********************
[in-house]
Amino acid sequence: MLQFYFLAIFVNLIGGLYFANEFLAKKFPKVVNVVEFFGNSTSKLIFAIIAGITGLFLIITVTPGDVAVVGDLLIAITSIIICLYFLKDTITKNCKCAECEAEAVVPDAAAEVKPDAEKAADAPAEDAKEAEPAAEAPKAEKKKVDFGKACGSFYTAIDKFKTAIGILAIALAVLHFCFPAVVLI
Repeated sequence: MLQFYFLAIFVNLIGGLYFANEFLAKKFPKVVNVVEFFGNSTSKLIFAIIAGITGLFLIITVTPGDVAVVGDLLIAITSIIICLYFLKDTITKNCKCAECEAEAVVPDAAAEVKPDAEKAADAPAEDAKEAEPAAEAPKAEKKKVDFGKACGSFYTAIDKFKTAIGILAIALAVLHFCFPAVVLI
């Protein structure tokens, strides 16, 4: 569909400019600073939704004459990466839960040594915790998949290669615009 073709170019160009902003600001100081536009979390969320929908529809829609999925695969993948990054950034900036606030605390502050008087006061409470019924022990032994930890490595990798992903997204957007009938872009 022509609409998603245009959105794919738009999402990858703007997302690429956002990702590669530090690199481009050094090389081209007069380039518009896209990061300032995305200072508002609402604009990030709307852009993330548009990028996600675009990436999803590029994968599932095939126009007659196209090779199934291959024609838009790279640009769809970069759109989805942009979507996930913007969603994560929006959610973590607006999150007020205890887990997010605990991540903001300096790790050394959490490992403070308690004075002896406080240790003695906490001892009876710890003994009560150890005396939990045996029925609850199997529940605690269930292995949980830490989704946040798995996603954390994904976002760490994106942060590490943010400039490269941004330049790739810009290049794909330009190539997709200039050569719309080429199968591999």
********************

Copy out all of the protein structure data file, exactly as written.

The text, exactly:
[in-house]
Amino acid sequence: MLQFYFLAIFVNLIGGLYFANEFLAKKFPKVVNVVEFFGNSTSKLIFAIIAGITGLFLIITVTPGDVAVVGDLLIAITSIIICLYFLKDTITKNCKCAECEAEAVVPDAAAEVKPDAEKAADAPAEDAKEAEPAAEAPKAEKKKVDFGKACGSFYTAIDKFKTAIGILAIALAVLHFCFPAVVLI
Repeated sequence: MLQFYFLAIFVNLIGGLYFANEFLAKKFPKVVNVVEFFGNSTSKLIFAIIAGITGLFLIITVTPGDVAVVGDLLIAITSIIICLYFLKDTITKNCKCAECEAEAVVPDAAAEVKPDAEKAADAPAEDAKEAEPAAEAPKAEKKKVDFGKACGSFYTAIDKFKTAIGILAIALAVLHFCFPAVVLI
């Protein structure tokens, strides 16, 4: 569909400019600073939704004459990466839960040594915790998949290669615009 073709170019160009902003600001100081536009979390969320929908529809829609999925695969993948990054950034900036606030605390502050008087006061409470019924022990032994930890490595990798992903997204957007009938872009 022509609409998603245009959105794919738009999402990858703007997302690429956002990702590669530090690199481009050094090389081209007069380039518009896209990061300032995305200072508002609402604009990030709307852009993330548009990028996600675009990436999803590029994968599932095939126009007659196209090779199934291959024609838009790279640009769809970069759109989805942009979507996930913007969603994560929006959610973590607006999150007020205890887990997010605990991540903001300096790790050394959490490992403070308690004075002896406080240790003695906490001892009876710890003994009560150890005396939990045996029925609850199997529940605690269930292995949980830490989704946040798995996603954390994904976002760490994106942060590490943010400039490269941004330049790739810009290049794909330009190539997709200039050569719309080429199968591999």